Another reason this probably tasted better is that it's had time to dry out because it was recently pressed.

Usually my infusion times for young sheng (using LOTS of leaf in my yixing) is 3s, 3s, 3s, 4s, 5s, and at this point I usually feel the tea out for the rest of the session. This usually gives me a great idea of what the tea is all about without drinking a cup full of battery acid (well if I'm brewing BuLang or something). Tea five years and older, are a different story (thought still young). I never exhaust a young sheng of all of it's flavors, but then again I don't drink young stuff daily except to test samples. If you brewed like that to drink sheng until it gives up, then be prepared to be brewing for a long, long time.
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Postby Dizzwave » Aug 28th, '08, 12:39

Salsero wrote:a long strong brew is the way professional tasters find out what a tea is really all about. Course, they don't sit down and drink the whole cup.
Yeah, I've heard that kind of stuff too. For instance, one way I've heard that they use to see how good a tea (sheng) is, is to let it steep for something like a day... and if the liquor is clear, it's a quality tea. I don't think they drink any of it though. :) (I have to work my way through all these Art Of Tea mags.. so much info in them on this kind of stuff...)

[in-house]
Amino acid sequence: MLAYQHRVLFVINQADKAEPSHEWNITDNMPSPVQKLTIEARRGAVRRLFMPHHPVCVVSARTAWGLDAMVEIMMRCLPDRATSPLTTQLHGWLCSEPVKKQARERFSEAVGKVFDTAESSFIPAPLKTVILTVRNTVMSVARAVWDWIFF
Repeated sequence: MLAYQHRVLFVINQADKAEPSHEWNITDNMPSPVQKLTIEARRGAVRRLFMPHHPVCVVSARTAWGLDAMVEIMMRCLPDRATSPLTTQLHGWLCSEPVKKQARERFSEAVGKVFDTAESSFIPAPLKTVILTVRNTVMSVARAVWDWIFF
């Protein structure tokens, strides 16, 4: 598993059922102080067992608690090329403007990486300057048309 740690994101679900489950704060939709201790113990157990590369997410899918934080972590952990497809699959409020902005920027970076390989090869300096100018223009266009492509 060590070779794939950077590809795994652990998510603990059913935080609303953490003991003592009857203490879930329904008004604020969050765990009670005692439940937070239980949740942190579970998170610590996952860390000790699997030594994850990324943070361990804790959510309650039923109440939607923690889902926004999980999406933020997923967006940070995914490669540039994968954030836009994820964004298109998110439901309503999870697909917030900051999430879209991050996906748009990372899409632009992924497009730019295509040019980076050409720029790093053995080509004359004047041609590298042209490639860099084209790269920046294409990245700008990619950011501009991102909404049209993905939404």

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Postby shogun89 » Aug 28th, '08, 13:05

Dizzwave wrote:
Salsero wrote:a long strong brew is the way professional tasters find out what a tea is really all about. Course, they don't sit down and drink the whole cup.
Yeah, I've heard that kind of stuff too. For instance, one way I've heard that they use to see how good a tea (sheng) is, is to let it steep for something like a day... and if the liquor is clear, it's a quality tea. I don't think they drink any of it though. :) (I have to work my way through all these Art Of Tea mags.. so much info in them on this kind of stuff...)


Are those mags any good? They look very interesting but the price would always deter me from buying one. Which ones do you have? and which do you find has the most on puerh?
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Postby hop_goblin » Aug 28th, '08, 13:18

Dont the the word magazine fool you. Hey are very thick, almost catalog like. Full of amazing pictures and inside banter.